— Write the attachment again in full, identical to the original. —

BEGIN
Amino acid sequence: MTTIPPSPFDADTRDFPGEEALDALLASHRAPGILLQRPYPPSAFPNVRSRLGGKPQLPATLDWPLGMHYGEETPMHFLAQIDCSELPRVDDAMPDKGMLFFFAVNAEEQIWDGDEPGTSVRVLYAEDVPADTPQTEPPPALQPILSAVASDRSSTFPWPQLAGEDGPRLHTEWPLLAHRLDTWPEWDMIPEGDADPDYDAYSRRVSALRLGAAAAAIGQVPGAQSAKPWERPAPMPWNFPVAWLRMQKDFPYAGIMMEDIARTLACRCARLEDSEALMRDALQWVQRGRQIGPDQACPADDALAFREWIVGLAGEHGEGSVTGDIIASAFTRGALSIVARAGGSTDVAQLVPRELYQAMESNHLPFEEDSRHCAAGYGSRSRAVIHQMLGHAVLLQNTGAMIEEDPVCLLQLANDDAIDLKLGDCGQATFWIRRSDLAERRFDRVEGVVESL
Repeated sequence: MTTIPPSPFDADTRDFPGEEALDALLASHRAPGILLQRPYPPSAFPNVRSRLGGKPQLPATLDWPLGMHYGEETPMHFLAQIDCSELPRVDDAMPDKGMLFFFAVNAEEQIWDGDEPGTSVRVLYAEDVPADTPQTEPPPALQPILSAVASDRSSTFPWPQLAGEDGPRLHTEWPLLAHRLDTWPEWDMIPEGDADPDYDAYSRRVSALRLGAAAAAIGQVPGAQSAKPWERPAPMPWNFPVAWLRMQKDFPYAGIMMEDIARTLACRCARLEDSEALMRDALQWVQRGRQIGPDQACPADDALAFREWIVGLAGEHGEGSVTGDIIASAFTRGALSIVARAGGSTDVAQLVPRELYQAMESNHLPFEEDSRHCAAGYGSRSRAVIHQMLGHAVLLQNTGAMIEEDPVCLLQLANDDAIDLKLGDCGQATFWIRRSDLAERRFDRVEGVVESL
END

Amino acid sequence: MTTIPPSPFDADTRDFPGEEALDALLASHRAPGILLQRPYPPSAFPNVRSRLGGKPQLPATLDWPLGMHYGEETPMHFLAQIDCSELPRVDDAMPDKGMLFFFAVNAEEQIWDGDEPGTSVRVLYAEDVPADTPQTEPPPALQPILSAVASDRSSTFPWPQLAGEDGPRLHTEWPLLAHRLDTWPEWDMIPEGDADPDYDAYSRRVSALRLGAAAAAIGQVPGAQSAKPWERPAPMPWNFPVAWLRMQKDFPYAGIMMEDIARTLACRCARLEDSEALMRDALQWVQRGRQIGPDQACPADDALAFREWIVGLAGEHGEGSVTGDIIASAFTRGALSIVARAGGSTDVAQLVPRELYQAMESNHLPFEEDSRHCAAGYGSRSRAVIHQMLGHAVLLQNTGAMIEEDPVCLLQLANDDAIDLKLGDCGQATFWIRRSDLAERRFDRVEGVVESL
Repeated sequence: MTTIPPSPFDADTRDFPGEEALDALLASHRAPGILLQRPYPPSAFPNVRSRLGGKPQLPATLDWPLGMHYGEETPMHFLAQIDCSELPRVDDAMPDKGMLFFFAVNAEEQIWDGDEPGTSVRVLYAEDVPADTPQTEPPPALQPILSAVASDRSSTFPWPQLAGEDGPRLHTEWPLLAHRLDTWPEWDMIPEGDADPDYDAYSRRVSALRLGAAAAAIGQVPGAQSAKPWERPAPMPWNFPVAWLRMQKDFPYAGIMMEDIARTLACRCARLEDSEALMRDALQWVQRGRQIGPDQACPADDALAFREWIVGLAGEHGEGSVTGDIIASAFTRGALSIVARAGGSTDVAQLVPRELYQAMESNHLPFEEDSRHCAAGYGSRSRAVIHQMLGHAVLLQNTGAMIEEDPVCLLQLANDDAIDLKLGDCGQATFWIRRSDLAERRFDRVEGVVESL